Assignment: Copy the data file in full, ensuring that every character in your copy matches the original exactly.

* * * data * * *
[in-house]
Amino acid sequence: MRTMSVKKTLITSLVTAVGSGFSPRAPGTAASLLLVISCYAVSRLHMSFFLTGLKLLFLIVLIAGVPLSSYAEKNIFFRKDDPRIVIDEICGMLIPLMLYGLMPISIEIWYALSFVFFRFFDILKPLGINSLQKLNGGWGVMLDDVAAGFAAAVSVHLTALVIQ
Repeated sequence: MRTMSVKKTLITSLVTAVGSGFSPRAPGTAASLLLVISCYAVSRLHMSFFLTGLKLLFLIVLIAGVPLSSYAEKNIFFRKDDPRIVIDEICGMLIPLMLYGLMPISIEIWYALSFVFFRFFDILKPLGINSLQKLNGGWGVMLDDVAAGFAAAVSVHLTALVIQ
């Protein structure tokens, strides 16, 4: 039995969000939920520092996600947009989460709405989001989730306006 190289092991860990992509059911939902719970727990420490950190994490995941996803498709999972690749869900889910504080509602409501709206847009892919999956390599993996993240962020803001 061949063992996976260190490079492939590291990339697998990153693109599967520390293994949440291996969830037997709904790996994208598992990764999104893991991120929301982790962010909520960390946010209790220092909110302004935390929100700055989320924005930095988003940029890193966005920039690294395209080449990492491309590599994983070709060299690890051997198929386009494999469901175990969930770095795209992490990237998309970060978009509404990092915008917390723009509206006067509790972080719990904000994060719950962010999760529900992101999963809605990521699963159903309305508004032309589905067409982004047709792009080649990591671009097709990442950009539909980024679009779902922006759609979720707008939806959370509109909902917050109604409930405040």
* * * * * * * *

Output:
[in-house]
Amino acid sequence: MRTMSVKKTLITSLVTAVGSGFSPRAPGTAASLLLVISCYAVSRLHMSFFLTGLKLLFLIVLIAGVPLSSYAEKNIFFRKDDPRIVIDEICGMLIPLMLYGLMPISIEIWYALSFVFFRFFDILKPLGINSLQKLNGGWGVMLDDVAAGFAAAVSVHLTALVIQ
Repeated sequence: MRTMSVKKTLITSLVTAVGSGFSPRAPGTAASLLLVISCYAVSRLHMSFFLTGLKLLFLIVLIAGVPLSSYAEKNIFFRKDDPRIVIDEICGMLIPLMLYGLMPISIEIWYALSFVFFRFFDILKPLGINSLQKLNGGWGVMLDDVAAGFAAAVSVHLTALVIQ
């Protein structure tokens, strides 16, 4: 039995969000939920520092996600947009989460709405989001989730306006 190289092991860990992509059911939902719970727990420490950190994490995941996803498709999972690749869900889910504080509602409501709206847009892919999956390599993996993240962020803001 061949063992996976260190490079492939590291990339697998990153693109599967520390293994949440291996969830037997709904790996994208598992990764999104893991991120929301982790962010909520960390946010209790220092909110302004935390929100700055989320924005930095988003940029890193966005920039690294395209080449990492491309590599994983070709060299690890051997198929386009494999469901175990969930770095795209992490990237998309970060978009509404990092915008917390723009509206006067509790972080719990904000994060719950962010999760529900992101999963809605990521699963159903309305508004032309589905067409982004047709792009080649990591671009097709990442950009539909980024679009779902922006759609979720707008939806959370509109909902917050109604409930405040």